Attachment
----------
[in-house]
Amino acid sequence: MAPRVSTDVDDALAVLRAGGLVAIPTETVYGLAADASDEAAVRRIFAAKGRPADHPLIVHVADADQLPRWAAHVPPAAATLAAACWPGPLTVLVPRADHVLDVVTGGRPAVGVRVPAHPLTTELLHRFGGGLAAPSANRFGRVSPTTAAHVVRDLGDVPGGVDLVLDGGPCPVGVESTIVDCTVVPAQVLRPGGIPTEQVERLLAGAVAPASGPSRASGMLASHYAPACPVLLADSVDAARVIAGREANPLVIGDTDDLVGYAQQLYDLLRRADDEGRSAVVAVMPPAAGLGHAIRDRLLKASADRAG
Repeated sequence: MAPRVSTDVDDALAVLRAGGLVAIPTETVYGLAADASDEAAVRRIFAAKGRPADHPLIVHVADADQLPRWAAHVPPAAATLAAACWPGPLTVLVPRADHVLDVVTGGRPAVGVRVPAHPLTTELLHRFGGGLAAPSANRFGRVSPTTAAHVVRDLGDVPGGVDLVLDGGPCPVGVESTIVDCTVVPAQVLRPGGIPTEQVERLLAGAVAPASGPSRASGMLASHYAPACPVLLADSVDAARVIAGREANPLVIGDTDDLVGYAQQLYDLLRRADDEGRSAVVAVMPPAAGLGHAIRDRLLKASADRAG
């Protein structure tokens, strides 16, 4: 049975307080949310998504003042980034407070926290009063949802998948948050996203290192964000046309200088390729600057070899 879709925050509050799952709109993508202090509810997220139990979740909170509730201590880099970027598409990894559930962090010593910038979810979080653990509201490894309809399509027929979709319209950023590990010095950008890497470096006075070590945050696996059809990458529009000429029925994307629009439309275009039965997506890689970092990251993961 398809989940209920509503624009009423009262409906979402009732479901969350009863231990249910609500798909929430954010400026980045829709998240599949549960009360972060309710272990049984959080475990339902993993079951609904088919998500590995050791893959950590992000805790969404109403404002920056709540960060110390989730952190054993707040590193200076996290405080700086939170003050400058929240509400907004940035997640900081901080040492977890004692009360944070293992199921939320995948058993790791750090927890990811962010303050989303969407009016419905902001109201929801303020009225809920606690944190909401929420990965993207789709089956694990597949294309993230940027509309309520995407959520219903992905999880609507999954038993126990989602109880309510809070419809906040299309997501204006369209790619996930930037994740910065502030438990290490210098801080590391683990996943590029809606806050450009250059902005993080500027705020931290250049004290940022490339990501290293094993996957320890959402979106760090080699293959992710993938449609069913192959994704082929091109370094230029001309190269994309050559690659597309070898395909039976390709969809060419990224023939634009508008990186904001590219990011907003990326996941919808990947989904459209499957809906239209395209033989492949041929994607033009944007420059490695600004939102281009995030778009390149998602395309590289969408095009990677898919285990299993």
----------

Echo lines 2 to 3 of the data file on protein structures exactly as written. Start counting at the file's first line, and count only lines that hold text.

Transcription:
Amino acid sequence: MAPRVSTDVDDALAVLRAGGLVAIPTETVYGLAADASDEAAVRRIFAAKGRPADHPLIVHVADADQLPRWAAHVPPAAATLAAACWPGPLTVLVPRADHVLDVVTGGRPAVGVRVPAHPLTTELLHRFGGGLAAPSANRFGRVSPTTAAHVVRDLGDVPGGVDLVLDGGPCPVGVESTIVDCTVVPAQVLRPGGIPTEQVERLLAGAVAPASGPSRASGMLASHYAPACPVLLADSVDAARVIAGREANPLVIGDTDDLVGYAQQLYDLLRRADDEGRSAVVAVMPPAAGLGHAIRDRLLKASADRAG
Repeated sequence: MAPRVSTDVDDALAVLRAGGLVAIPTETVYGLAADASDEAAVRRIFAAKGRPADHPLIVHVADADQLPRWAAHVPPAAATLAAACWPGPLTVLVPRADHVLDVVTGGRPAVGVRVPAHPLTTELLHRFGGGLAAPSANRFGRVSPTTAAHVVRDLGDVPGGVDLVLDGGPCPVGVESTIVDCTVVPAQVLRPGGIPTEQVERLLAGAVAPASGPSRASGMLASHYAPACPVLLADSVDAARVIAGREANPLVIGDTDDLVGYAQQLYDLLRRADDEGRSAVVAVMPPAAGLGHAIRDRLLKASADRAG